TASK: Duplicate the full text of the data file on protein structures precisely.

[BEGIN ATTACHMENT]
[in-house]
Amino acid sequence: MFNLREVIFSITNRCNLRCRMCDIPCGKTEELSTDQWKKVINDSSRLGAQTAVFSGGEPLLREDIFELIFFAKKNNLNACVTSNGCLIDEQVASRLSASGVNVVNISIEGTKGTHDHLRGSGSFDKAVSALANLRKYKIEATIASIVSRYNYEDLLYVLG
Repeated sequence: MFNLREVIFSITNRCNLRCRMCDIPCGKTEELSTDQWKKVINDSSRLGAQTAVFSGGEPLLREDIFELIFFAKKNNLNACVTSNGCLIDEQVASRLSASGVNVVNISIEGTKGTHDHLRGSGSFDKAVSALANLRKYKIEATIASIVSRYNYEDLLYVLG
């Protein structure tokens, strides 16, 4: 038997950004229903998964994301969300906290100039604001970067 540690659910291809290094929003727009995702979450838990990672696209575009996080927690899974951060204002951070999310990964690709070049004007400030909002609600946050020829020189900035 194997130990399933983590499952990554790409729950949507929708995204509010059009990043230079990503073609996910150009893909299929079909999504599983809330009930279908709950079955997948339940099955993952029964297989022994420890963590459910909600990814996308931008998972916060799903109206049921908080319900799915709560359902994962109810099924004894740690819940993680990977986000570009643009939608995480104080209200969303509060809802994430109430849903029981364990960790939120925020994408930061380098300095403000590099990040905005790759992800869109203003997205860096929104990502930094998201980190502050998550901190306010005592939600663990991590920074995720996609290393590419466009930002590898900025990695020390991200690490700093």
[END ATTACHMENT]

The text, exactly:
[in-house]
Amino acid sequence: MFNLREVIFSITNRCNLRCRMCDIPCGKTEELSTDQWKKVINDSSRLGAQTAVFSGGEPLLREDIFELIFFAKKNNLNACVTSNGCLIDEQVASRLSASGVNVVNISIEGTKGTHDHLRGSGSFDKAVSALANLRKYKIEATIASIVSRYNYEDLLYVLG
Repeated sequence: MFNLREVIFSITNRCNLRCRMCDIPCGKTEELSTDQWKKVINDSSRLGAQTAVFSGGEPLLREDIFELIFFAKKNNLNACVTSNGCLIDEQVASRLSASGVNVVNISIEGTKGTHDHLRGSGSFDKAVSALANLRKYKIEATIASIVSRYNYEDLLYVLG
């Protein structure tokens, strides 16, 4: 038997950004229903998964994301969300906290100039604001970067 540690659910291809290094929003727009995702979450838990990672696209575009996080927690899974951060204002951070999310990964690709070049004007400030909002609600946050020829020189900035 194997130990399933983590499952990554790409729950949507929708995204509010059009990043230079990503073609996910150009893909299929079909999504599983809330009930279908709950079955997948339940099955993952029964297989022994420890963590459910909600990814996308931008998972916060799903109206049921908080319900799915709560359902994962109810099924004894740690819940993680990977986000570009643009939608995480104080209200969303509060809802994430109430849903029981364990960790939120925020994408930061380098300095403000590099990040905005790759992800869109203003997205860096929104990502930094998201980190502050998550901190306010005592939600663990991590920074995720996609290393590419466009930002590898900025990695020390991200690490700093």